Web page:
A 29-year-old surfer died from what is commonly known as a "brain-eating amoeba" after visiting a resort in Waco, Texas.
"After the start of symptoms, the disease progresses rapidly and usually causes death within about 5 days (range 1 to 12 days)", the agency said.
Parsons said Stabile had been in the park's wave pool.
NJ.com reported that by the time he was diagnosed, it was "too late to administer the drug that has been given to three of the only five survivors in North America".
It wasn't immediately clear when Stabile visited the BSR Cable Park's Surf Resort in Waco, but the facility voluntarily closed Friday.
This typically occurs when people go swimming or diving in warm freshwater places, like lakes and rivers.
It causes the nervous-system infection primary amebic meningoencephalitis (PAM) by traveling up a person's nostrils and into their brain, but can not be transmitted if a person swallows water contaminated with the bug.
Above the infamous man-made wave in operation prior to its voluntary closure to be tested by the CDC. He also said he and his workers' "hearts and prayers" are with family and friends of Stabile and the New Jersey surf community.
CDC has already collected water samples and hopes to deliver conclusions by the end of the week.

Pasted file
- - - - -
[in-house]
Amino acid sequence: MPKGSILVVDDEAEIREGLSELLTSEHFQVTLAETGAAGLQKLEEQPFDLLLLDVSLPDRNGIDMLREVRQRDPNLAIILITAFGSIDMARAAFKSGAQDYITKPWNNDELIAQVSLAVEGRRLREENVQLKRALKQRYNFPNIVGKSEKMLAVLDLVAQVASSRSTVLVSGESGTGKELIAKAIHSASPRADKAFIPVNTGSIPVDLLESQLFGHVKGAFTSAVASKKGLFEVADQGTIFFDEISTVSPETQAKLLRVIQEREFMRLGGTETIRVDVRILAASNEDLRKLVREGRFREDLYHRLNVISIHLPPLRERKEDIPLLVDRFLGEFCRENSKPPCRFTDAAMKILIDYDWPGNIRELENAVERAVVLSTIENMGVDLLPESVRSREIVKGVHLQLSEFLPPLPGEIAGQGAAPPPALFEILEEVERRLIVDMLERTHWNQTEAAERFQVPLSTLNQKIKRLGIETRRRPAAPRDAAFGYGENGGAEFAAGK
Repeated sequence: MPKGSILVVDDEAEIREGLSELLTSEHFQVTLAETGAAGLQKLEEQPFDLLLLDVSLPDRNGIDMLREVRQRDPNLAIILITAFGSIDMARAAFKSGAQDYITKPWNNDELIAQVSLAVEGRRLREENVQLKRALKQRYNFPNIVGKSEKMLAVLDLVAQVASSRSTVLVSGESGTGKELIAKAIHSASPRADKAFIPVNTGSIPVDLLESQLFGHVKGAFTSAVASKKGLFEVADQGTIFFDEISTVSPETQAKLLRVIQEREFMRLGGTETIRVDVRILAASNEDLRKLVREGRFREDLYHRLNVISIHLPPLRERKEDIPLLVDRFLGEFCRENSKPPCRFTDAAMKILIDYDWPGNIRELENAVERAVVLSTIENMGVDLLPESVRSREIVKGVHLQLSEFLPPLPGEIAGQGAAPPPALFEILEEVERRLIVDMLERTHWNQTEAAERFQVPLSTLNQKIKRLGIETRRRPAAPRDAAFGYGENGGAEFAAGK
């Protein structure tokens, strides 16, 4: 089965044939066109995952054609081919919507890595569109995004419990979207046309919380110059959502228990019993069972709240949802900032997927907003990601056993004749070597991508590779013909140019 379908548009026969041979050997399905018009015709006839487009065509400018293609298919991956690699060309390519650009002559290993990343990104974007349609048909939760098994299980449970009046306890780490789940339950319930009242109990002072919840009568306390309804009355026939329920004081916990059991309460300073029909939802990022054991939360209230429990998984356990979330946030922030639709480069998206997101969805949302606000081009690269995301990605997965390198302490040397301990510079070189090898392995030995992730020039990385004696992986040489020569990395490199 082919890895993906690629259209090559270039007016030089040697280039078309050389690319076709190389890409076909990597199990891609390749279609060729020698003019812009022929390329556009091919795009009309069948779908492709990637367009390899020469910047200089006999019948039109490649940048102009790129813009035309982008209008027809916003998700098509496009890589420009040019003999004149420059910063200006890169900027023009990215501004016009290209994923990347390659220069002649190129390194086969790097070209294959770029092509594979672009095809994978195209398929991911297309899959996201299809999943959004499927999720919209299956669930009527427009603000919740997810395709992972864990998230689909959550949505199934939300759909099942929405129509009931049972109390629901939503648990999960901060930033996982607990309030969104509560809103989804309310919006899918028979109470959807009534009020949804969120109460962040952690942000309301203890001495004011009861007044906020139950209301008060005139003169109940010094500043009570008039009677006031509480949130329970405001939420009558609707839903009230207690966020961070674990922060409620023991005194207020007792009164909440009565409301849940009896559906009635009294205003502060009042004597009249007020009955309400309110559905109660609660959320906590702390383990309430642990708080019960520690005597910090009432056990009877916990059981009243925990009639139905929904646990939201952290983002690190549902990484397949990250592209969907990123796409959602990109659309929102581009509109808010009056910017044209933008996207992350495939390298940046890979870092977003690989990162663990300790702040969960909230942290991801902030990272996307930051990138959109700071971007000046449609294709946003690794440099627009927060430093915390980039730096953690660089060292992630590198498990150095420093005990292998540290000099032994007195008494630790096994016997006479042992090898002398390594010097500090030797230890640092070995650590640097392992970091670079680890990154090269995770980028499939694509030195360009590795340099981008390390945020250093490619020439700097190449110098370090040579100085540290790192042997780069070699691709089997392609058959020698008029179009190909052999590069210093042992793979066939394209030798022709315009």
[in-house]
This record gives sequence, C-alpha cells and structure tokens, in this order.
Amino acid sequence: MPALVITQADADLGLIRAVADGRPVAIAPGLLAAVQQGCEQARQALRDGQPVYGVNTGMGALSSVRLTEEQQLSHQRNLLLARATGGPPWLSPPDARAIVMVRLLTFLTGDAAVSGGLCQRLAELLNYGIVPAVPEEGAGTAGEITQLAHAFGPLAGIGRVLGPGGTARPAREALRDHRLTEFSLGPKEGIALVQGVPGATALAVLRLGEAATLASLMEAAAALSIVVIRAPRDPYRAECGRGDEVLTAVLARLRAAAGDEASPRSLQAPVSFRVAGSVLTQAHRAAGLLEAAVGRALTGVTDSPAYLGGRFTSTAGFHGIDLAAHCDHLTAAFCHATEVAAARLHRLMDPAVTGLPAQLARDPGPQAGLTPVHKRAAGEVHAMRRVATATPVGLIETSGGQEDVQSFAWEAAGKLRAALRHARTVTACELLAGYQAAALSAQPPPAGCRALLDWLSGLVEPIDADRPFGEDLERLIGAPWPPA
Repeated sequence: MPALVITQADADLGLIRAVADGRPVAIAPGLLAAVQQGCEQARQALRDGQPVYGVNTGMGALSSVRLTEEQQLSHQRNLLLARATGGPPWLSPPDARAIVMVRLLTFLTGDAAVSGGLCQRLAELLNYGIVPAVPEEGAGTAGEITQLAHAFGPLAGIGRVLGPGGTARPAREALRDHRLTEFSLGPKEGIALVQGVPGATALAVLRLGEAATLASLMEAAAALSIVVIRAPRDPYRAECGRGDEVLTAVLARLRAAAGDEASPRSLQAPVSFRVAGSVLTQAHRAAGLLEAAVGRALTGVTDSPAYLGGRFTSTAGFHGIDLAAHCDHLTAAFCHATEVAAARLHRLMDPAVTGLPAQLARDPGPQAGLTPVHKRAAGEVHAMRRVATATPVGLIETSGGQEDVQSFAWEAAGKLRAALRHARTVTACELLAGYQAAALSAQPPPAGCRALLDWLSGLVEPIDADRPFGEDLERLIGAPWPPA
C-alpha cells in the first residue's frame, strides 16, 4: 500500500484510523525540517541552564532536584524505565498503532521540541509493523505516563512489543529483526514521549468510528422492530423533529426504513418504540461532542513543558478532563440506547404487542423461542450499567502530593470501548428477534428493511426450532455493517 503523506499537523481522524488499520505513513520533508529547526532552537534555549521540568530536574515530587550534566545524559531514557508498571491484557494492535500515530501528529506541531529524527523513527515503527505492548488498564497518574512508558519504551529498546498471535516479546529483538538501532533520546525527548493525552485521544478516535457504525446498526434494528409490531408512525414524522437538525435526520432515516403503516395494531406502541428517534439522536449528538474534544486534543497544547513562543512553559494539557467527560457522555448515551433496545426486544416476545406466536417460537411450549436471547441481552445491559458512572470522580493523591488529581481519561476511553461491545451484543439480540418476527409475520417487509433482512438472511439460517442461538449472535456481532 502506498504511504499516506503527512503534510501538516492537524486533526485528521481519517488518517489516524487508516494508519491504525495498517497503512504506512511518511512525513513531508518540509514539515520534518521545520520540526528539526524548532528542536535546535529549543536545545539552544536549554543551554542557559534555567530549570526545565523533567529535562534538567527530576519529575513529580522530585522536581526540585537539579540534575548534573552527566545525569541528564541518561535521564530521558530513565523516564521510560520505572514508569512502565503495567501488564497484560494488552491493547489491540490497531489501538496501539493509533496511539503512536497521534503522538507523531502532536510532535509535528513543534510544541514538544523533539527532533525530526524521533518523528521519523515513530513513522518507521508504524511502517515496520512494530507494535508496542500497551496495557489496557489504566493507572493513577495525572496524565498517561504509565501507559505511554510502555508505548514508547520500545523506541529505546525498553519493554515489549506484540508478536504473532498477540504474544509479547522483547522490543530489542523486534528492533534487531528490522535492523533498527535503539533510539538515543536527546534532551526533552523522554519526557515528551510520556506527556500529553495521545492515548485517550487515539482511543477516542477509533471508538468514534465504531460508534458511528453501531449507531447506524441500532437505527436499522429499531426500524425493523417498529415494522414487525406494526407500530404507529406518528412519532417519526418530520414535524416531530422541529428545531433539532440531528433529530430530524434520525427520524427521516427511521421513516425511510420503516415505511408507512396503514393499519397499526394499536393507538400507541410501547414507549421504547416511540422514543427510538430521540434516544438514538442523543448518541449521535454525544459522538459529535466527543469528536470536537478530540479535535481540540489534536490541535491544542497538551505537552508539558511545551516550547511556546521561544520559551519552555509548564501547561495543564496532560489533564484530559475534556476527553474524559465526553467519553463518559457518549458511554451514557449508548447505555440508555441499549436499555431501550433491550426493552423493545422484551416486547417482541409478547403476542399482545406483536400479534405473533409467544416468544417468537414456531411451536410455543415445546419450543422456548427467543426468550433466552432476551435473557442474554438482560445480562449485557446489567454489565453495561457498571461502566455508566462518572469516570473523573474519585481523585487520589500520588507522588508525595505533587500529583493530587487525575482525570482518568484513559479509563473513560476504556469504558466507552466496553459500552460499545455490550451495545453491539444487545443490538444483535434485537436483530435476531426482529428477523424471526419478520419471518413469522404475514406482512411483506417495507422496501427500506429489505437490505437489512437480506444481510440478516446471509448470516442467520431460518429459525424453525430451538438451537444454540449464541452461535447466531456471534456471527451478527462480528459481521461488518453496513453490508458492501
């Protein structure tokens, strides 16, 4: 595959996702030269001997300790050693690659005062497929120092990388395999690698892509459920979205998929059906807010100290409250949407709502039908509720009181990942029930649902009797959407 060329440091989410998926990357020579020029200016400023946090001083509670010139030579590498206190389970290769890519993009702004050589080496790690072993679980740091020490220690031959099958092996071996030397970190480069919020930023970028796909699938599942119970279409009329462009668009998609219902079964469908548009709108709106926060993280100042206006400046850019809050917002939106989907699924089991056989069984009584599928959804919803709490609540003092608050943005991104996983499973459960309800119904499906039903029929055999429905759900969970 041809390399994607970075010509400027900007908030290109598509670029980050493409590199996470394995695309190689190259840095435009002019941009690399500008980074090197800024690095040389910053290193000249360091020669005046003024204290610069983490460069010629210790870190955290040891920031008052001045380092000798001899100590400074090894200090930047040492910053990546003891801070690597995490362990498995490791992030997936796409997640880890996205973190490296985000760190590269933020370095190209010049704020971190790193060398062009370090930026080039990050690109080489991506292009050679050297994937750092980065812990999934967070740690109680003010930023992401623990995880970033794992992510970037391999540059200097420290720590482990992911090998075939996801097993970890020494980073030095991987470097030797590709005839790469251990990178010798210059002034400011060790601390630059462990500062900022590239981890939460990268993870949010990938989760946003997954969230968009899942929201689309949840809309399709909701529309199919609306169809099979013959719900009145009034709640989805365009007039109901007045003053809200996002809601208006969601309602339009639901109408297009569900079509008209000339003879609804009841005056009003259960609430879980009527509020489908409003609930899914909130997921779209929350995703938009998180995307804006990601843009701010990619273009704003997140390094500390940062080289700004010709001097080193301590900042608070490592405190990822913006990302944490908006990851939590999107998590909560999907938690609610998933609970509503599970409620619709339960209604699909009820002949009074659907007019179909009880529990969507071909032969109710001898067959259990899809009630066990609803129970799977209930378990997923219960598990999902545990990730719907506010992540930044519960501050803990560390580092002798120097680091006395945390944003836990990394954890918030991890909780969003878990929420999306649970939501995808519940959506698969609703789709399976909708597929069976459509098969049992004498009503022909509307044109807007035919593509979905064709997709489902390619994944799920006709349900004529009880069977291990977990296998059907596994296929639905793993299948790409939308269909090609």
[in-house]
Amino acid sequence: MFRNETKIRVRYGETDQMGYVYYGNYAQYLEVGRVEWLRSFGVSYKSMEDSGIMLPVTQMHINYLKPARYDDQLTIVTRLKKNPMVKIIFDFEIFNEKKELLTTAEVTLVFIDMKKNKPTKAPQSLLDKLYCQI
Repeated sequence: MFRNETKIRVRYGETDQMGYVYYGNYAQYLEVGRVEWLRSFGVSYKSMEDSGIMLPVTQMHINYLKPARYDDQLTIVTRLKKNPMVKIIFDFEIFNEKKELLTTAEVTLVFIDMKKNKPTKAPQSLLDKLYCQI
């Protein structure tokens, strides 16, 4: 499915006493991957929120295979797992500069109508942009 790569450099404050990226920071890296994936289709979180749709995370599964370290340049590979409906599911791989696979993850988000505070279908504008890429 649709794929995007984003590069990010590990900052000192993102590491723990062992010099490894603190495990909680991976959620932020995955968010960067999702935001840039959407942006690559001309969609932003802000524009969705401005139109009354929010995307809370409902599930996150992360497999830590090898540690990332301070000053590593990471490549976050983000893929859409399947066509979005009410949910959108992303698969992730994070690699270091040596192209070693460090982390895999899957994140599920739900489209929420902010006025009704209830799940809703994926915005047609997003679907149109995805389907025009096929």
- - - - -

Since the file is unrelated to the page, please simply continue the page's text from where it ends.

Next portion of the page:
CDC spokesperson Candice Burns Hoffmann said that preliminary test results should be ready next week and will provide recommendations to BSR Surf Resort for reducing potential exposures in the future, as reported by the Waco Tribune-Herald.
The fatality rate is over 97 percent and only four of 143 known infected individuals in the U.S. from 1962 to 2017 have survived.
However, people will not be infected by Naegleria fowleri by drinking contaminated water.
According to his obituary, Fabrizio "Fab" Stabile was declared brain dead by physicians at the Atlantic City Medical Center on September 21, just one day after he was diagnosed with primary amebic meningoencephalitis (PAM). Swallowing water contaminated by the amoeba can not cause the infection.
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